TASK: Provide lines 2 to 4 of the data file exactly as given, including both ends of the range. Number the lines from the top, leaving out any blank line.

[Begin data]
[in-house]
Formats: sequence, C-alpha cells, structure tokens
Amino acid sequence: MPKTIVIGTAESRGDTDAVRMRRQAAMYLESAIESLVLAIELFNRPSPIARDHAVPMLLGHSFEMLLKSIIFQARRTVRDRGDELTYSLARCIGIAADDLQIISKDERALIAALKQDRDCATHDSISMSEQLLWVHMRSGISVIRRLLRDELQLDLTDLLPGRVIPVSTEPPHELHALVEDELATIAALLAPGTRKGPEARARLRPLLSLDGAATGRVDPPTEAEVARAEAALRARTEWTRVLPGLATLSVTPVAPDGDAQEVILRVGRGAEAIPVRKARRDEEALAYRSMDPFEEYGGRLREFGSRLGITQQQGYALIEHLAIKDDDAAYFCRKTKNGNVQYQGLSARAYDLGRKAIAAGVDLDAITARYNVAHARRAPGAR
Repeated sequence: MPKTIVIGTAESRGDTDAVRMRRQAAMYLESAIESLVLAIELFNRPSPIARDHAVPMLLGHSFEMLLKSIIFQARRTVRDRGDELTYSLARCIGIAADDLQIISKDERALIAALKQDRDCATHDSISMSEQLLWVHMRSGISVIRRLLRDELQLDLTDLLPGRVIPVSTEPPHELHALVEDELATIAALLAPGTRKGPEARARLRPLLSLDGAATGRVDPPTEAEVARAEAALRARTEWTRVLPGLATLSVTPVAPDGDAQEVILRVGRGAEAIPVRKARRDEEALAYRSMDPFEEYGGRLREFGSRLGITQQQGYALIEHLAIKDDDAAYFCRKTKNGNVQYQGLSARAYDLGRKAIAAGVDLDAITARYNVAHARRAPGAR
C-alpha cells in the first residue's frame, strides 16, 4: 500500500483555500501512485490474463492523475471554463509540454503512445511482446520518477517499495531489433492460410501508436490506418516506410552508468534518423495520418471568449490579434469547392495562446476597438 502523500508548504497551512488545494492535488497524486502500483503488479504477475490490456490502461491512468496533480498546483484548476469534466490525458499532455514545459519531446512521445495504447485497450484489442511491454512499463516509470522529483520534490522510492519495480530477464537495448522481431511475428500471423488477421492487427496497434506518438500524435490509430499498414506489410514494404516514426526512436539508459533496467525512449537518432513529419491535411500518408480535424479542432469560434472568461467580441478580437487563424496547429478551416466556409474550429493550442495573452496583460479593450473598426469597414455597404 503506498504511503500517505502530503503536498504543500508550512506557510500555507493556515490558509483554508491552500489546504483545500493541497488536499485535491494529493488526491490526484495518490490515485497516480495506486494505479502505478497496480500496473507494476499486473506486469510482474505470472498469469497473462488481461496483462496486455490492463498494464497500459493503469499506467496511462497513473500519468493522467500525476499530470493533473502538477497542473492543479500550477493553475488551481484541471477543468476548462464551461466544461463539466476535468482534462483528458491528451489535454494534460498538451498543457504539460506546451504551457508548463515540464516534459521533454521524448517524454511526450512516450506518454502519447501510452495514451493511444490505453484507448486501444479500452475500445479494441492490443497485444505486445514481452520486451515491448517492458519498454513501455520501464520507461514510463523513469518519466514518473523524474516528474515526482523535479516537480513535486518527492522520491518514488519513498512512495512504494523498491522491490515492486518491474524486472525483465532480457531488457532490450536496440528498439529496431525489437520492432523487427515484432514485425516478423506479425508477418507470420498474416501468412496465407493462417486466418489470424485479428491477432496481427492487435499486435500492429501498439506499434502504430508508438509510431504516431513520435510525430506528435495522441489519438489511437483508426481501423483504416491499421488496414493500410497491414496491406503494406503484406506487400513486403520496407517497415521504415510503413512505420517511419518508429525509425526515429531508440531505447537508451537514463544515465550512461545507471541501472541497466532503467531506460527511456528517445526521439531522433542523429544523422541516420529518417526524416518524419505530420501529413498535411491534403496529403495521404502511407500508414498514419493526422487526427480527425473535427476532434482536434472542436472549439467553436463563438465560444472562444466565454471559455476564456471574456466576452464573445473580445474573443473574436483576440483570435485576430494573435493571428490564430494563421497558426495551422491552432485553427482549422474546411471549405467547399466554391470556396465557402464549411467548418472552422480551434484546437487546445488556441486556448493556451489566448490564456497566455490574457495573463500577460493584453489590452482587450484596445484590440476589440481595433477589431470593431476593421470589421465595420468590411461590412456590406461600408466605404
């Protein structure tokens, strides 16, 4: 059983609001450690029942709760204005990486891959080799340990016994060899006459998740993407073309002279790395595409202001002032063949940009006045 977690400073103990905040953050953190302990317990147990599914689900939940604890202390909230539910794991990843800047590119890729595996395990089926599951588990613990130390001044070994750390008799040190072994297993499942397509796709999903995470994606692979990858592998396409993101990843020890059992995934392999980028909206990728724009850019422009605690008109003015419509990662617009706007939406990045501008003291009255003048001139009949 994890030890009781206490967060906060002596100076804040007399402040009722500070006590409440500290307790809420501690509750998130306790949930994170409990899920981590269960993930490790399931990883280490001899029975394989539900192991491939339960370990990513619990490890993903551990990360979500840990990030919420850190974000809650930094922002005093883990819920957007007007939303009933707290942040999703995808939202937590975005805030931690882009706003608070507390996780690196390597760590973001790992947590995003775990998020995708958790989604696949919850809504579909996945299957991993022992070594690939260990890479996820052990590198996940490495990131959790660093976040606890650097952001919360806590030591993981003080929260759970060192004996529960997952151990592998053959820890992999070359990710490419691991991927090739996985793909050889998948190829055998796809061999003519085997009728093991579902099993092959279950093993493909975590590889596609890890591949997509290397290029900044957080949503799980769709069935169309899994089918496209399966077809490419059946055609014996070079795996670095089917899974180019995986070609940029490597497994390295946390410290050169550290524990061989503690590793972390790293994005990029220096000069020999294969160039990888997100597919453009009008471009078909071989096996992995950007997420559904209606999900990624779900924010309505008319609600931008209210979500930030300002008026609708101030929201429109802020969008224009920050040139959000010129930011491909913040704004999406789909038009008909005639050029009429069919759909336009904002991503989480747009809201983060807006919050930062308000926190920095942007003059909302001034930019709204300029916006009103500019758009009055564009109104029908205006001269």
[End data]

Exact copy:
Formats: sequence, C-alpha cells, structure tokens
Amino acid sequence: MPKTIVIGTAESRGDTDAVRMRRQAAMYLESAIESLVLAIELFNRPSPIARDHAVPMLLGHSFEMLLKSIIFQARRTVRDRGDELTYSLARCIGIAADDLQIISKDERALIAALKQDRDCATHDSISMSEQLLWVHMRSGISVIRRLLRDELQLDLTDLLPGRVIPVSTEPPHELHALVEDELATIAALLAPGTRKGPEARARLRPLLSLDGAATGRVDPPTEAEVARAEAALRARTEWTRVLPGLATLSVTPVAPDGDAQEVILRVGRGAEAIPVRKARRDEEALAYRSMDPFEEYGGRLREFGSRLGITQQQGYALIEHLAIKDDDAAYFCRKTKNGNVQYQGLSARAYDLGRKAIAAGVDLDAITARYNVAHARRAPGAR
Repeated sequence: MPKTIVIGTAESRGDTDAVRMRRQAAMYLESAIESLVLAIELFNRPSPIARDHAVPMLLGHSFEMLLKSIIFQARRTVRDRGDELTYSLARCIGIAADDLQIISKDERALIAALKQDRDCATHDSISMSEQLLWVHMRSGISVIRRLLRDELQLDLTDLLPGRVIPVSTEPPHELHALVEDELATIAALLAPGTRKGPEARARLRPLLSLDGAATGRVDPPTEAEVARAEAALRARTEWTRVLPGLATLSVTPVAPDGDAQEVILRVGRGAEAIPVRKARRDEEALAYRSMDPFEEYGGRLREFGSRLGITQQQGYALIEHLAIKDDDAAYFCRKTKNGNVQYQGLSARAYDLGRKAIAAGVDLDAITARYNVAHARRAPGAR